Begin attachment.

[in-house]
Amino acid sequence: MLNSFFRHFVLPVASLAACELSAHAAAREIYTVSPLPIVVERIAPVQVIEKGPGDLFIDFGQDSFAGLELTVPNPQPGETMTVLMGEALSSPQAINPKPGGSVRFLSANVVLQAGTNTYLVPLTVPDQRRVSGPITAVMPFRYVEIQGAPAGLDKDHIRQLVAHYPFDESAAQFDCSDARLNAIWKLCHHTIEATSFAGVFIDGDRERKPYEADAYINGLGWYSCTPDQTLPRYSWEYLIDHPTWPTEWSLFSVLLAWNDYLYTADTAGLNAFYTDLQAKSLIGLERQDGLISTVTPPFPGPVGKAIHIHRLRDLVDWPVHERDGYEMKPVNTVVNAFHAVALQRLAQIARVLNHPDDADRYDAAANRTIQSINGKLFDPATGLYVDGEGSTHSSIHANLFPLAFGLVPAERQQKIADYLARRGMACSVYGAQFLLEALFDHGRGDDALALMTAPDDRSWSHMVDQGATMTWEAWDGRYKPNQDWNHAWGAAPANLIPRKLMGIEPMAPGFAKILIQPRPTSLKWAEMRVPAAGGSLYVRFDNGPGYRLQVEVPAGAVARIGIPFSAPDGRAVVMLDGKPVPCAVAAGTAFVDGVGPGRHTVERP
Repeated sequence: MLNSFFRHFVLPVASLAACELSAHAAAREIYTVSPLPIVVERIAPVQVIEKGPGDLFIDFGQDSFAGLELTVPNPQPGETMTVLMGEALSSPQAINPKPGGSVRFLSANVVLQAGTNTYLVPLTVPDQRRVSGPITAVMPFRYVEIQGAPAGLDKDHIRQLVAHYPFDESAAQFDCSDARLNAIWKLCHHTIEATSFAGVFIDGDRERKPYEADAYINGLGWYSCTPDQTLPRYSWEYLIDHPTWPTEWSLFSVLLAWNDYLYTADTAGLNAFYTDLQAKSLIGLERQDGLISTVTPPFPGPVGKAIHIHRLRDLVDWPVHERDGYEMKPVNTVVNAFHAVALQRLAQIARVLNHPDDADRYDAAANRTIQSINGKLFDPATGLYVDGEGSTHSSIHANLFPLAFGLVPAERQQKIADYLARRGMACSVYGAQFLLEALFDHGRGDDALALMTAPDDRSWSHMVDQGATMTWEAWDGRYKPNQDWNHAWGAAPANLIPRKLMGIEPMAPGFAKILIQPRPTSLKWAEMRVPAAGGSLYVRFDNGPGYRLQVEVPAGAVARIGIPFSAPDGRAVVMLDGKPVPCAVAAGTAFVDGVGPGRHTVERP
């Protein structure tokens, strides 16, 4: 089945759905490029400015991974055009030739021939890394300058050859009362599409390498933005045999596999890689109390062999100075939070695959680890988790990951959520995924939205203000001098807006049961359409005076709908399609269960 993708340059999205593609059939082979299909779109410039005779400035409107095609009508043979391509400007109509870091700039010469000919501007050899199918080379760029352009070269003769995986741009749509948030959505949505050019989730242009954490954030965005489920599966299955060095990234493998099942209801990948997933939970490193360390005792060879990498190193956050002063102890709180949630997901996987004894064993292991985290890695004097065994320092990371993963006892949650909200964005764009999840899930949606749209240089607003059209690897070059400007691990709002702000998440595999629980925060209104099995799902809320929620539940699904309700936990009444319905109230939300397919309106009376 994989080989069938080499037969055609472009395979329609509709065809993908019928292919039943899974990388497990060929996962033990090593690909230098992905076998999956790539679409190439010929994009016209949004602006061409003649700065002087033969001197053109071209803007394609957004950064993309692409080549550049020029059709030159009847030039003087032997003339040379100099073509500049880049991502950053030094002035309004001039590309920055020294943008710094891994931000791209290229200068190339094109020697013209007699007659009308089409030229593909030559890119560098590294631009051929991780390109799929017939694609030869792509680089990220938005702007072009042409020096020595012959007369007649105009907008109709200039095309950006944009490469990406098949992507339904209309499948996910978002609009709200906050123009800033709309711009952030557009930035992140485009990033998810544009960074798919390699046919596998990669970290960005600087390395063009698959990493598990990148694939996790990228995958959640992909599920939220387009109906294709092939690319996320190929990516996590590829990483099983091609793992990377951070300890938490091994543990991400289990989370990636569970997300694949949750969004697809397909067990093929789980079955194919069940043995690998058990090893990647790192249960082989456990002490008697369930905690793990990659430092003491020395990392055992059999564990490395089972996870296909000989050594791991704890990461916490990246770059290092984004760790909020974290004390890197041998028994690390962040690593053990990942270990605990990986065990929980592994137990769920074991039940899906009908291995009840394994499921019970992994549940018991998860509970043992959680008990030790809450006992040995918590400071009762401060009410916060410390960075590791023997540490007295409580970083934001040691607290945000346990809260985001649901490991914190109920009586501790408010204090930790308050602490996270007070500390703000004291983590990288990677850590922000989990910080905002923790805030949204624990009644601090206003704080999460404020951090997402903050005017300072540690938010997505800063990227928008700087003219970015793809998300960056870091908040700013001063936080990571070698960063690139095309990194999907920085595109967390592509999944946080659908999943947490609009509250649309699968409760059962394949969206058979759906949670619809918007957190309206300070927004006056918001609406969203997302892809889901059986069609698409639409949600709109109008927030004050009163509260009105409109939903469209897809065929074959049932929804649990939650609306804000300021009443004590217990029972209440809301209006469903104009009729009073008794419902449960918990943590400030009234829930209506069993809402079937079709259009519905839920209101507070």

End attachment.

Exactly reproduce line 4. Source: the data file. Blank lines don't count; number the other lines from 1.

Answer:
């Protein structure tokens, strides 16, 4: 089945759905490029400015991974055009030739021939890394300058050859009362599409390498933005045999596999890689109390062999100075939070695959680890988790990951959520995924939205203000001098807006049961359409005076709908399609269960 993708340059999205593609059939082979299909779109410039005779400035409107095609009508043979391509400007109509870091700039010469000919501007050899199918080379760029352009070269003769995986741009749509948030959505949505050019989730242009954490954030965005489920599966299955060095990234493998099942209801990948997933939970490193360390005792060879990498190193956050002063102890709180949630997901996987004894064993292991985290890695004097065994320092990371993963006892949650909200964005764009999840899930949606749209240089607003059209690897070059400007691990709002702000998440595999629980925060209104099995799902809320929620539940699904309700936990009444319905109230939300397919309106009376 994989080989069938080499037969055609472009395979329609509709065809993908019928292919039943899974990388497990060929996962033990090593690909230098992905076998999956790539679409190439010929994009016209949004602006061409003649700065002087033969001197053109071209803007394609957004950064993309692409080549550049020029059709030159009847030039003087032997003339040379100099073509500049880049991502950053030094002035309004001039590309920055020294943008710094891994931000791209290229200068190339094109020697013209007699007659009308089409030229593909030559890119560098590294631009051929991780390109799929017939694609030869792509680089990220938005702007072009042409020096020595012959007369007649105009907008109709200039095309950006944009490469990406098949992507339904209309499948996910978002609009709200906050123009800033709309711009952030557009930035992140485009990033998810544009960074798919390699046919596998990669970290960005600087390395063009698959990493598990990148694939996790990228995958959640992909599920939220387009109906294709092939690319996320190929990516996590590829990483099983091609793992990377951070300890938490091994543990991400289990989370990636569970997300694949949750969004697809397909067990093929789980079955194919069940043995690998058990090893990647790192249960082989456990002490008697369930905690793990990659430092003491020395990392055992059999564990490395089972996870296909000989050594791991704890990461916490990246770059290092984004760790909020974290004390890197041998028994690390962040690593053990990942270990605990990986065990929980592994137990769920074991039940899906009908291995009840394994499921019970992994549940018991998860509970043992959680008990030790809450006992040995918590400071009762401060009410916060410390960075590791023997540490007295409580970083934001040691607290945000346990809260985001649901490991914190109920009586501790408010204090930790308050602490996270007070500390703000004291983590990288990677850590922000989990910080905002923790805030949204624990009644601090206003704080999460404020951090997402903050005017300072540690938010997505800063990227928008700087003219970015793809998300960056870091908040700013001063936080990571070698960063690139095309990194999907920085595109967390592509999944946080659908999943947490609009509250649309699968409760059962394949969206058979759906949670619809918007957190309206300070927004006056918001609406969203997302892809889901059986069609698409639409949600709109109008927030004050009163509260009105409109939903469209897809065929074959049932929804649990939650609306804000300021009443004590217990029972209440809301209006469903104009009729009073008794419902449960918990943590400030009234829930209506069993809402079937079709259009519905839920209101507070």